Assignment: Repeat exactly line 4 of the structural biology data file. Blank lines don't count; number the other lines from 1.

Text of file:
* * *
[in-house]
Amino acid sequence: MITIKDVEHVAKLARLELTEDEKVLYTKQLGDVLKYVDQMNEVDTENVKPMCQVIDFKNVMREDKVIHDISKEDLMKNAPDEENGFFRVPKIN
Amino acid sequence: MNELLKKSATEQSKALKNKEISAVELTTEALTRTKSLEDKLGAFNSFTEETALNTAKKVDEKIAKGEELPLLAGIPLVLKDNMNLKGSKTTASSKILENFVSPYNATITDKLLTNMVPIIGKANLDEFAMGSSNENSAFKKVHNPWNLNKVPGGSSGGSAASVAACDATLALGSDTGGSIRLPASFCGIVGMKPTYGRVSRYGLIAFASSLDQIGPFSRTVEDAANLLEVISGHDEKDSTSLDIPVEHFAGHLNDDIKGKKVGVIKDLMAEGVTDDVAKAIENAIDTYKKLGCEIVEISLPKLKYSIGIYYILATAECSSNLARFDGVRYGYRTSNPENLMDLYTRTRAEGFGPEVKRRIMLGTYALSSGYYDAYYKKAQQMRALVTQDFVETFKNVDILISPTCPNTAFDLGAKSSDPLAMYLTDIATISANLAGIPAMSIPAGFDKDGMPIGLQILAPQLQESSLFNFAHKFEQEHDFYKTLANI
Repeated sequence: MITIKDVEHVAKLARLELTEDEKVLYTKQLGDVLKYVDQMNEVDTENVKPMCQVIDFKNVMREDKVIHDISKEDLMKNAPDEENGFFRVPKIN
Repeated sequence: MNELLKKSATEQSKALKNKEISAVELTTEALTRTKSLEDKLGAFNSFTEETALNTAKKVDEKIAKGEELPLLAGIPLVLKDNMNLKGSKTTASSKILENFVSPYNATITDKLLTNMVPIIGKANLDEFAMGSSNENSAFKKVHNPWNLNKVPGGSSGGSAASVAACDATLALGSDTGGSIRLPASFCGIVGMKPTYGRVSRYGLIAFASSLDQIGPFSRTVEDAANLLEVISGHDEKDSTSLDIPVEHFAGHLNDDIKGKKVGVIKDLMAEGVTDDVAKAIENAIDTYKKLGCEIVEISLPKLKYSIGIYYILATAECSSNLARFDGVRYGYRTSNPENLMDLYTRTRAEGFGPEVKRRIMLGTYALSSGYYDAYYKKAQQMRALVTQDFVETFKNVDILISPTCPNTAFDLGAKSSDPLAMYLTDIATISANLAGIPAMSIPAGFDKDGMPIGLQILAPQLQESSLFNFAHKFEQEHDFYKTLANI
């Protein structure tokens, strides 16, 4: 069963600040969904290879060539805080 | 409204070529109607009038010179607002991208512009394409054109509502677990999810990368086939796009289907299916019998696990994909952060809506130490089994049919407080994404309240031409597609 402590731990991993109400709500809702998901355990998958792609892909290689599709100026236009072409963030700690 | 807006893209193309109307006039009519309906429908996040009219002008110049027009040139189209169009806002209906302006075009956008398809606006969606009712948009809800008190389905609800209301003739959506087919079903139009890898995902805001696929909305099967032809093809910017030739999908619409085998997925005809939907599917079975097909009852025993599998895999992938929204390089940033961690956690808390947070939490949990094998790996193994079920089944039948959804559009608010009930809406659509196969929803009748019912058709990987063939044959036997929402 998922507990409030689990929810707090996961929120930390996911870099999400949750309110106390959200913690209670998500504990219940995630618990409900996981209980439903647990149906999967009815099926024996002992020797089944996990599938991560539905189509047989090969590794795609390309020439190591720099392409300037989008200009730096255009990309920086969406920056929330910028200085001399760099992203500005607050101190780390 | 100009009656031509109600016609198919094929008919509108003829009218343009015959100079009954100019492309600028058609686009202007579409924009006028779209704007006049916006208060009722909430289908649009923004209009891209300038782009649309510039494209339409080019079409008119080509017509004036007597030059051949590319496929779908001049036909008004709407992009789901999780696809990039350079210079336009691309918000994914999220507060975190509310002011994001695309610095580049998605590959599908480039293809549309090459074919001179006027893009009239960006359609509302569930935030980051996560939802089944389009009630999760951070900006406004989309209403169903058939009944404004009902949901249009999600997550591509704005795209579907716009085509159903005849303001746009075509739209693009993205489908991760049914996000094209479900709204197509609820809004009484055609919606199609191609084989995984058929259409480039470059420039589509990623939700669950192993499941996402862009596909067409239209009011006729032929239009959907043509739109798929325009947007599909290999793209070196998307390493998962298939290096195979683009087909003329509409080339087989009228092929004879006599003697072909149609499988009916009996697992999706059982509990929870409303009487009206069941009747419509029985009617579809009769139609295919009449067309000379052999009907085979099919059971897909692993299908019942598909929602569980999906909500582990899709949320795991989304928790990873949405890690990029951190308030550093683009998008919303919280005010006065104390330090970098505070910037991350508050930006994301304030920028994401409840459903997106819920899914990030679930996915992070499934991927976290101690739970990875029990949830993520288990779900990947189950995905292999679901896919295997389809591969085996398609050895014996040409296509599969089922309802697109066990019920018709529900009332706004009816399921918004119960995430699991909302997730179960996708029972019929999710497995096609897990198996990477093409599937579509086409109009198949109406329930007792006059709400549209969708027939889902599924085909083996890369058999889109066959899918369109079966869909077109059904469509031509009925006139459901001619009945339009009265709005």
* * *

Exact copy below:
Repeated sequence: MITIKDVEHVAKLARLELTEDEKVLYTKQLGDVLKYVDQMNEVDTENVKPMCQVIDFKNVMREDKVIHDISKEDLMKNAPDEENGFFRVPKIN